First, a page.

Begaye working to unseat Pacheco

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Begaye working to unseat Pacheco

On a clear Saturday morning, Catherine Begaye and her campaign team are gearing up to make their third round of door-to-door visits in Rio Rancho.

A Democrat running against a Republican incumbent in the New Mexico House of Representatives, Begaye begins knocking on the doors of people categorized as undecided voters.

“I want voters to know I’m not just a person who is sending out flyers and saying ‘that should take care of it,” she said. “I’m really interested in what’s important to you- the voter.” Begaye said.

Background
Begaye is running against Paul A. Pacheco Nov. 4 for the House District 23 seat.

When asked about Begaye, her campaign manager Bharat Krishnan says, “It’s been really nice. When I got here — she’s a first time candidate — she literally had $100.00 in her bank account.”

Since then, Begaye has added to her campaign coffers.

“Begaye has raised almost $100,000 total during this campaign from over 300 donors. For this last finance report, Catherine had 22 individual donors in-district while Paul Pacheco had zero.” Krishnan said.

District 23 covers areas along Coors and Montano, and extends up to Corrales. The largest area of the district is in Corrales, while also covering parts of Rio Rancho. This particular race is one of several that political insiders are watching to see if Republicans can gain control of the New Mexico House. The current make up is 37 Democrats and 33 Republicans.

Education
Begaye graduated from the University of New Mexico in 2000 with a bachelor’s degree in biology and a minor in sociology. She then earned her juris doctorate in 2004, also from UNM. Begaye now owns a law firm in Albuquerque.

She has done extensive work with CYFD, and other programs that help children and their families. Education is one of her most prominent platforms because she has worked so closely with children in her practice.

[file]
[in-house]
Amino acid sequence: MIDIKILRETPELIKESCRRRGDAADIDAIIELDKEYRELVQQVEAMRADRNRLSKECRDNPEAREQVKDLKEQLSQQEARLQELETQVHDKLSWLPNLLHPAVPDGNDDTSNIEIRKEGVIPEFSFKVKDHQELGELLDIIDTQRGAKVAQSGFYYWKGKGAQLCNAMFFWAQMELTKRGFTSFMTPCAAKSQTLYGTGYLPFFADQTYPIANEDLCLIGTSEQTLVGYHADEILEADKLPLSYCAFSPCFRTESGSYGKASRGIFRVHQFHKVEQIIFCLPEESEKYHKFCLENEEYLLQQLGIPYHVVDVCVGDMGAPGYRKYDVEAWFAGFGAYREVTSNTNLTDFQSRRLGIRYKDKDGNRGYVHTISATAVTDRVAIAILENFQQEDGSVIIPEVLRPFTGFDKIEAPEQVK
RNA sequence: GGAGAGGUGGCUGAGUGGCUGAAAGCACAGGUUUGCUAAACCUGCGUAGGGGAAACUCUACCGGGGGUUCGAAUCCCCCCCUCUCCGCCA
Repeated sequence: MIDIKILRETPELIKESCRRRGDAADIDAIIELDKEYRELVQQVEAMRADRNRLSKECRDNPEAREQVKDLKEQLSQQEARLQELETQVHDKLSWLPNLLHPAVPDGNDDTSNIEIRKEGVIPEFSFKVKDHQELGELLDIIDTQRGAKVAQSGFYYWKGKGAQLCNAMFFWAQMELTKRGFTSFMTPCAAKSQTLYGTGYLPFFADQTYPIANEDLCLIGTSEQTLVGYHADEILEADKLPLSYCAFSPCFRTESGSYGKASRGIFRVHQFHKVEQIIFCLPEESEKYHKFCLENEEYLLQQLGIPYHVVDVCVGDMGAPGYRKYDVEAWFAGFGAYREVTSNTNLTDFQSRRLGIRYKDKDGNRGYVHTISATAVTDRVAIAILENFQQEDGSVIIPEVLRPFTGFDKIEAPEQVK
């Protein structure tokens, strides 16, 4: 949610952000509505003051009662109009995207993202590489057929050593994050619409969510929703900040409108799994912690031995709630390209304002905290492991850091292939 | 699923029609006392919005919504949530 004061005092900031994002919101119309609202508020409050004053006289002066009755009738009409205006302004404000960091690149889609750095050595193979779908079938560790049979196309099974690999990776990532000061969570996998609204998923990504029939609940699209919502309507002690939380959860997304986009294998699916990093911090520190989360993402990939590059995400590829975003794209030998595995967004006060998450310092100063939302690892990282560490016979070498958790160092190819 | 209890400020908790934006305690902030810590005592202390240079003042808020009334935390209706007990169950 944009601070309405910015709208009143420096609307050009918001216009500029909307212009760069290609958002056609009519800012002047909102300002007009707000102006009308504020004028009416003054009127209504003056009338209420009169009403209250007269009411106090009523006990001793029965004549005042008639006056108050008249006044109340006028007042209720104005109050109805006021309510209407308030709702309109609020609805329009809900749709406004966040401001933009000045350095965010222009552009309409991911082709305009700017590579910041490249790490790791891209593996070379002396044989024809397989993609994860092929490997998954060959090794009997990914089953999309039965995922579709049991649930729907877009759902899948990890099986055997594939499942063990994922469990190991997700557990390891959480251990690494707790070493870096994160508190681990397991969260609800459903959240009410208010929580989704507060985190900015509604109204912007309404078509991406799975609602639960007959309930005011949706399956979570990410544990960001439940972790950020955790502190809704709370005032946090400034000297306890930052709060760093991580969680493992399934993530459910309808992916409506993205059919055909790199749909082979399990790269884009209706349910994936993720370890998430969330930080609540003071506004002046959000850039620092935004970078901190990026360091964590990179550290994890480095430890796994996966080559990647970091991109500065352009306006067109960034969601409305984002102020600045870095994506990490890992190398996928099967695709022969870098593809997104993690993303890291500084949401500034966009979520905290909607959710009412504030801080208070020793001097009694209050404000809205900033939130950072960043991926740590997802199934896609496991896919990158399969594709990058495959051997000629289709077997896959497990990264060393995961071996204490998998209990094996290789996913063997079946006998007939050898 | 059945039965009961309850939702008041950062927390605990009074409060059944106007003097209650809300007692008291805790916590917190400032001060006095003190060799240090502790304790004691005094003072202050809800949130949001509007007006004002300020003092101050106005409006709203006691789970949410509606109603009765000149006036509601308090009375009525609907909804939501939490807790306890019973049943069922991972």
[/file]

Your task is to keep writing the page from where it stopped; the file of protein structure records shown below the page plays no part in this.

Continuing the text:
“We need to put more money into early childhood education- kindergarten through third grade. They know their letters, if they know their numbers, if they can identify an apple, you know, the basics,” Begaye said.

Canvassing
Back in the Rio Rancho neighborhood, Begaye asked a resident what some of the most important issues are to him. He indicated that he has become concerned with the local economy.

“We are at the bottom of every list. And we – I think you and me both – are not proud to be there. We need to find a way to get ourselves back up there” Begaye said.

As she does with most encounters, she follows up her conversation by saying, “I would like to count on your vote in November.”

Although there is the occasional ‘no thank you’ or refusal to talk, Begaye says the response to her door-to-door canvassing has been largely positive.

Voters like to be able to put a name to a face and meet the candidate, she said.

“How often do you get someone coming to your door and saying ‘I want you to vote for me’? It’s good to have volunteers, because then people know I have support. But at the same time, if somebody came to my door, I would drill them like crazy too.”[/text_output][share title=”Share this Post” facebook=”true” twitter=”true” google_plus=”true” linkedin=”true” pinterest=”true”][/vc_column][vc_column width=”1/3″][image type=”none” float=”none” info=”none” info_place=”top” info_trigger=”hover” src=”3400″][text_output]

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